The former soldier who stripped naked and fed himself to the lions at a Chile zoo never got over his mother dying from breast cancer when he was 11, MailOnline can reveal.
Franco Ferrada, 20, launched himself into the lion pit at Santiago Zoo in front of horrified onlookers on Saturday while claiming to be a prophet sent from God.
He left a note in the pocket of his abandoned clothes to be a prophet and declaring the end of the world was nigh.
‘The apocalypse has arrived, and I will know when it shall come,’ he wrote. ‘I am the prophet and I have returned for my people.’
It is unclear whether he was trying to end his life, although witnesses at the zoo spoke of how he recounted to them the biblical hero, Daniel, who was thrown to the lions but saved by an angel sent by God.
Along with his scribbled prayer, two strange drawings of lions were found in Mr Ferrada’s wallet by paramedics as he was rescued from the cage and transferred to his Santiago emergency room.
It is thought the episode may be in some way related to the death of his mother from breast cancer almost 10 years ago.
Mr Ferrada was put into care – and ‘never forgave his alcoholic father for abandoning him’, according to friends. It is said his father was driven to drink by the loss of his wife.
‘Franco appeared to be a very happy young man on the outside,’ said a shopkeeper in the Puente Alto district of Santiago, where the Ferrada Roman family live. ‘His actions at the zoo surprised us all, but his family is very troublesome.’
‘They are notorious in Puente Alto for being very raucous and often drunk,’ said Mr Castellano, who comes into contact often with the Ferrada family.
Today, Mr Ferrada, who is listed on Facebook as having worked at Burger Kind in Santiago, Chile, has no relationship with his father, and joined the army following his discharge from the state orphanage system in order to escape his mental demons, according to many who knew him in his home town of Puente Alto.
Currently recovering in the Santiago hospital Clinica Indisa, with wounds to his face, skull, neck, shoulders and groin, Mr Ferrada is one of nine children.
In 2006, following the death of their mother, Ruth Aurora del Carmen Roman Villegas, all nine children were taken into Chile’s SENAME state care system when their father refused to care for them.
Mr Ferrada’s older brother Jose Luis Ferrada is serving a jail sentence for alcohol-related crimes, while his other siblings live in the impoverished Puente Alto district, an area known for its high crime rates.
He left the state care system at 18 to join the army, where he served in the base at Coyhaique for 18 months, in the Chilean state of Aysen.
‘He was a very happy boy,’ said his military colleague Gonzalo Molina, ‘It’s so strange for me to find out he had psychological problems.’
Following his discharge from the army in 2014, Mr Ferrada was living in the centre of Santiago with other young friends, and working in a warehouse for a Chinese business.
His grandmother Nolbertina Muñoz told the Chilean media. ‘The death of his mother was very difficult for Franco. After that he was always very concerned with taking care of his brothers and sisters.’
But she added: ‘He visited me last weekend. He seemed happy and told me he was very content.’
Despite his friends and family being unaware of his mental suffering, the cracks in Franco’s psyche began to show. On Mother’s Day he wrote an emotive message on Facebook lamenting his loss.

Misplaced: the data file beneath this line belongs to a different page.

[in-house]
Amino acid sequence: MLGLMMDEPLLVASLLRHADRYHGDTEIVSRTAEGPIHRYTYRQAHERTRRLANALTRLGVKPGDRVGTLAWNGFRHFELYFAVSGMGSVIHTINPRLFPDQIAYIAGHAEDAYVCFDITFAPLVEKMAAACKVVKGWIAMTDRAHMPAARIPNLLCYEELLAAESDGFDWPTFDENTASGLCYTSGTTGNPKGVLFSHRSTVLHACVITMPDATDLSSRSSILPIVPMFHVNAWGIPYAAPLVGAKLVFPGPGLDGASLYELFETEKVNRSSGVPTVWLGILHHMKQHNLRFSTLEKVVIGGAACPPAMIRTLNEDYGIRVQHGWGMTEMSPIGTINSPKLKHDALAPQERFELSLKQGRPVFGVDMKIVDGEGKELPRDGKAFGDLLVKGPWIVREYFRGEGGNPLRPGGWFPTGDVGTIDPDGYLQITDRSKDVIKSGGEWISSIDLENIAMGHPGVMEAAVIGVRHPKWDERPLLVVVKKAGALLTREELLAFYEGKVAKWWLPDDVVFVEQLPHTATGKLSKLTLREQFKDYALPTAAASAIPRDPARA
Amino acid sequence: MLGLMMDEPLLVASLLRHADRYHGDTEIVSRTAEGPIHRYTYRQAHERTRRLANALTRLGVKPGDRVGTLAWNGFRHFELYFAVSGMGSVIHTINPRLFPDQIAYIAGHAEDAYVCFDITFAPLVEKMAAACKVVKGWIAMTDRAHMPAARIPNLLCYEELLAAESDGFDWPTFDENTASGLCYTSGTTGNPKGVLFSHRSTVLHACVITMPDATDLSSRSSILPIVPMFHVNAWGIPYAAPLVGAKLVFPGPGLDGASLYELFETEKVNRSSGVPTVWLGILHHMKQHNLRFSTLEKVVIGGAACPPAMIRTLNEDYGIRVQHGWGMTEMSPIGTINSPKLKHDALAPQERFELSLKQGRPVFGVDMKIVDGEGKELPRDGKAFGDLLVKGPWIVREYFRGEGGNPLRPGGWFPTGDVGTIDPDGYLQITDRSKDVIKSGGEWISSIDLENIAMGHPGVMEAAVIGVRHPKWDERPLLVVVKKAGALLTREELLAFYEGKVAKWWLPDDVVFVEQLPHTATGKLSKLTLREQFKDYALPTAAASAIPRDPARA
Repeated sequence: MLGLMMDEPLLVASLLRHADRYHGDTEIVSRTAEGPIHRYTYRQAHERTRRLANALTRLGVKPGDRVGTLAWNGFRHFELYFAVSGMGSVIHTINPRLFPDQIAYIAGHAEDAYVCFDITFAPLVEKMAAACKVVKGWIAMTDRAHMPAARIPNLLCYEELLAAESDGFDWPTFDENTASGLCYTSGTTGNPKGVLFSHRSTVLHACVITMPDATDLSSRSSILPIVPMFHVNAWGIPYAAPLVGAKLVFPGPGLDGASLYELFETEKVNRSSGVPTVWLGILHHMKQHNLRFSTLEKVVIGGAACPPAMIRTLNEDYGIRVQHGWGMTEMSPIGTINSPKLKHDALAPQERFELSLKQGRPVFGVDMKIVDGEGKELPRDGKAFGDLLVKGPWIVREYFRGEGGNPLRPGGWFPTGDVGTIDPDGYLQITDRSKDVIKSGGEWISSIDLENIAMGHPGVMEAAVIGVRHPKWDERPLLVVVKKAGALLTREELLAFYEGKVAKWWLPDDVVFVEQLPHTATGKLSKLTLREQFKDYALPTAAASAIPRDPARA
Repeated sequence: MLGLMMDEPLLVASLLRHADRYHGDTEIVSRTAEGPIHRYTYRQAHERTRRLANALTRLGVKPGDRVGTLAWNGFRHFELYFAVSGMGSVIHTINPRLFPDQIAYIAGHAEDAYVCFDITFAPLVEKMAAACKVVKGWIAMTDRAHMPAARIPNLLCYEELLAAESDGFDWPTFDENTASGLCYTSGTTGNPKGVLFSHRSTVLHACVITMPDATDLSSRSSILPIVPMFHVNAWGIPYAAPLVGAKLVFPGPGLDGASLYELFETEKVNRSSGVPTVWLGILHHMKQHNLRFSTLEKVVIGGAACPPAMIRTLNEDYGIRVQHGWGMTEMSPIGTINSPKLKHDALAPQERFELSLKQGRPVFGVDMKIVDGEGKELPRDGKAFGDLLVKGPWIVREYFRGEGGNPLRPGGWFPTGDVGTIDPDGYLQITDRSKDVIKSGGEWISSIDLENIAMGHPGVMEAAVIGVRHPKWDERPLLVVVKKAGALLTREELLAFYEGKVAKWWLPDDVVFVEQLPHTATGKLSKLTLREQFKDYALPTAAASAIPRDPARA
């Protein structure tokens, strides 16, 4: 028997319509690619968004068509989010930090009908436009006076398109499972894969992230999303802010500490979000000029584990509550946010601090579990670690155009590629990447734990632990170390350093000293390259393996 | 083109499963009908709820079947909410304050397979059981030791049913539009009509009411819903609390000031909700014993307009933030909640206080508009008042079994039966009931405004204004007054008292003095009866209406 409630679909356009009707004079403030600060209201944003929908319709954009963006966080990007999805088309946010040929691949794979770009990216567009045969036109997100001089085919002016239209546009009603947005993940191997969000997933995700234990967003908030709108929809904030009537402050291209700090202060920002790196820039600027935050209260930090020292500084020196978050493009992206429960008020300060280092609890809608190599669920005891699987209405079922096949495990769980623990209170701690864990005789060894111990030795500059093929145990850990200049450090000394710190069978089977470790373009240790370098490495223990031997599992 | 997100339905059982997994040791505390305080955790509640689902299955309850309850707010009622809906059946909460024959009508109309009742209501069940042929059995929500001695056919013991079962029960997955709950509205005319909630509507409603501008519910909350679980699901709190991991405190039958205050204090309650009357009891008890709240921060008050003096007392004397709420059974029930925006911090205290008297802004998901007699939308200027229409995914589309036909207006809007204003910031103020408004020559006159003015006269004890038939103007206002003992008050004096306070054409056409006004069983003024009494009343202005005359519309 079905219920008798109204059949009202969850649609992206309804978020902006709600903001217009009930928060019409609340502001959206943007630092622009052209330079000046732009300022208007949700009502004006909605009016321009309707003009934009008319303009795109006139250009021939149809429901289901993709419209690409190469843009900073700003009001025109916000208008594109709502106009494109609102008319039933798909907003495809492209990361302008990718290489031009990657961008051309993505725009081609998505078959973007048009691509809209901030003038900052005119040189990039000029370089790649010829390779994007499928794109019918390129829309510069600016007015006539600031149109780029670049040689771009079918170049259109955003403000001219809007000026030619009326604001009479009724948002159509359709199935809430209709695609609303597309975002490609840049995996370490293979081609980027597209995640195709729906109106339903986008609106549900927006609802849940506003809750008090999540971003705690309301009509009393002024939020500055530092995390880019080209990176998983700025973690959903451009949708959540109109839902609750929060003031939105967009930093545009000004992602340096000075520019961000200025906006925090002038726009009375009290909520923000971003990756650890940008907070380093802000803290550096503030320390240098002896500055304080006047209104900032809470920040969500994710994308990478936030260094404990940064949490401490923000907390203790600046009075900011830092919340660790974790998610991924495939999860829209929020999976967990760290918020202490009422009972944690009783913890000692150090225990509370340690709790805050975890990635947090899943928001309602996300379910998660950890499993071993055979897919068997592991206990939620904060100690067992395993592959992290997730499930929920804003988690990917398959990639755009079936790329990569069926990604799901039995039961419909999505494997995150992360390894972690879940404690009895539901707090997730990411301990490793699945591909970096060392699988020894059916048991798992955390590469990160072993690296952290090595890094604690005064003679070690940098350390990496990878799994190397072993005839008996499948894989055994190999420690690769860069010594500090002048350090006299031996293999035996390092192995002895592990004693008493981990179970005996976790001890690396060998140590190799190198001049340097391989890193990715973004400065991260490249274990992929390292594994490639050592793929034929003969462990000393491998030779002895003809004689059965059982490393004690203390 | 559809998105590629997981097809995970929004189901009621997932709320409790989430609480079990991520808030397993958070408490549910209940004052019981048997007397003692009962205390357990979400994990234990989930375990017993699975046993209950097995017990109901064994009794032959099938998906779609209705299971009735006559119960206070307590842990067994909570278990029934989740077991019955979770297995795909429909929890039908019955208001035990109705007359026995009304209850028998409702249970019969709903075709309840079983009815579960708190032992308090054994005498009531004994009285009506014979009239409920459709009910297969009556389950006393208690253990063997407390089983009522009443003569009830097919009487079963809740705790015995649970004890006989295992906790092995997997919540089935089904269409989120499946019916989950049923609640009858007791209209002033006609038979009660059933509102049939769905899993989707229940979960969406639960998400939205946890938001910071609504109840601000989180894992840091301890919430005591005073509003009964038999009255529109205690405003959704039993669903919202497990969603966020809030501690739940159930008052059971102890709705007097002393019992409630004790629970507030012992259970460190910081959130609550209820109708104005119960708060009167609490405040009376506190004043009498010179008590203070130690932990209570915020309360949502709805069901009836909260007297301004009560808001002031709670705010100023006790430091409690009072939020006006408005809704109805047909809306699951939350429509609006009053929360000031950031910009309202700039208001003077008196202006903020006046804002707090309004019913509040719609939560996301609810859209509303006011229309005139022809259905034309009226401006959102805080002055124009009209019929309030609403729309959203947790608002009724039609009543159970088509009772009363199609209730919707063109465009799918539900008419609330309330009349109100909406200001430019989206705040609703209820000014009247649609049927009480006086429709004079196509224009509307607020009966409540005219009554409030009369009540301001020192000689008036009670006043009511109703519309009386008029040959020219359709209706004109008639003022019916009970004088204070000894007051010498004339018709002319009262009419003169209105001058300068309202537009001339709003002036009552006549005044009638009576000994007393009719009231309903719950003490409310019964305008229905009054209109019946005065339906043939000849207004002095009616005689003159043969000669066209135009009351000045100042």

‘Mummy, it’s been nine years since you left for the arms of the Lord,’ he wrote.
‘I always remember the sacrifice you made for my siblings and me. How I would love to have you here, to hug you and kiss you and feel your protecting warmth, just as when I was born.’
In the following days he wrote a shorter, cryptic message – saying: ‘Only I can write my life.’
And three days before throwing himself naked to the lions in which two of the beasts mauling him were shot dead, he wrote: ‘I’m here to give you love.’
Santiago Zoo is now considering legal action again against Mr Ferrada, accusing him of trespass for climbing into the lions’ enclosure.
Zoo director Alejandra Montalva said: ‘He trespassed into an area where the public are not normally allowed and we understand that he forced the roof of the lion’s enclosure.
‘It was from there that he jumped, took off his clothes and started to attract the lions.’
She said she was ‘deeply affected’ by the deaths of the two lions, a male and a female.
‘The zoo has an established protocol because people’s lives are very important to us,’ said Montalba.
She added that there were no fast-acting tranquilizers available to stop the lions from mauling the man.
One witness, Cynthia Vasquez, said zoo security guards were slow to react and that the animals did not attack the man as soon as he entered the enclosure.
‘He entered the enclosure from above and the lions started to play with him, and then after they attacked him,’ she said.
She added security ‘first they threw water, evacuated the people and only later fired shots’.
She also said the man was ‘shouting things about Jesus’.
A father who was at the park with his young son, told news channel Chilevision: ‘Everyone started screaming when they saw him.’
Another witness added: ‘There were a lot of children there, and parents covered their eyes while it was going on. He was screaming religious things.’
The news channel said a suicide note that was found inside his clothes made allusions to the apocalypse as being a reason for his attempt to take his life.
By Saturday evening, Mr Ferrada was said to no longer be in a life-threatening condition.
Dr Sebastian Ugarde of Indisa Clinic said his heart almost stopped.
He added: ‘He suffered several injuries and trauma to the head and the pelvic area. We have high hopes that will recover and that will be fine.’
For confidential support call the Samaritans on 116123 or visit a local Samaritans branch, see www.samaritans.org for details.